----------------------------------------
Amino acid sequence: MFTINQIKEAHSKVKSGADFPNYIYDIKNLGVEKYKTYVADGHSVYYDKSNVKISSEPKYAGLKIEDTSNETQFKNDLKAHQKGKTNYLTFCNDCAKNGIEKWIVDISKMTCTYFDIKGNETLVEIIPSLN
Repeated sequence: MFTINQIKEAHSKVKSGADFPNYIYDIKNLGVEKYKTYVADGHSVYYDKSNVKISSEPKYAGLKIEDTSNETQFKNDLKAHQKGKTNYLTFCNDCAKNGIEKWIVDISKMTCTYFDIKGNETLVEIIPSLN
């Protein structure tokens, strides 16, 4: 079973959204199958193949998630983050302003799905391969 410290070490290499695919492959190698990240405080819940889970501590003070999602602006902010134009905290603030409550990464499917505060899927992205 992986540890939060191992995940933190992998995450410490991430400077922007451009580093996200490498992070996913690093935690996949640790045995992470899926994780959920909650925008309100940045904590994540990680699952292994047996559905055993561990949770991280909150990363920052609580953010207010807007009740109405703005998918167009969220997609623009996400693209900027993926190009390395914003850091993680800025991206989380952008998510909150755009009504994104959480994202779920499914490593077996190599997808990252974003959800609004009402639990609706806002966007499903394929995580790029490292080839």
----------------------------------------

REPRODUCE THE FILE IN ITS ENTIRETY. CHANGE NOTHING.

Amino acid sequence: MFTINQIKEAHSKVKSGADFPNYIYDIKNLGVEKYKTYVADGHSVYYDKSNVKISSEPKYAGLKIEDTSNETQFKNDLKAHQKGKTNYLTFCNDCAKNGIEKWIVDISKMTCTYFDIKGNETLVEIIPSLN
Repeated sequence: MFTINQIKEAHSKVKSGADFPNYIYDIKNLGVEKYKTYVADGHSVYYDKSNVKISSEPKYAGLKIEDTSNETQFKNDLKAHQKGKTNYLTFCNDCAKNGIEKWIVDISKMTCTYFDIKGNETLVEIIPSLN
């Protein structure tokens, strides 16, 4: 079973959204199958193949998630983050302003799905391969 410290070490290499695919492959190698990240405080819940889970501590003070999602602006902010134009905290603030409550990464499917505060899927992205 992986540890939060191992995940933190992998995450410490991430400077922007451009580093996200490498992070996913690093935690996949640790045995992470899926994780959920909650925008309100940045904590994540990680699952292994047996559905055993561990949770991280909150990363920052609580953010207010807007009740109405703005998918167009969220997609623009996400693209900027993926190009390395914003850091993680800025991206989380952008998510909150755009009504994104959480994202779920499914490593077996190599997808990252974003959800609004009402639990609706806002966007499903394929995580790029490292080839």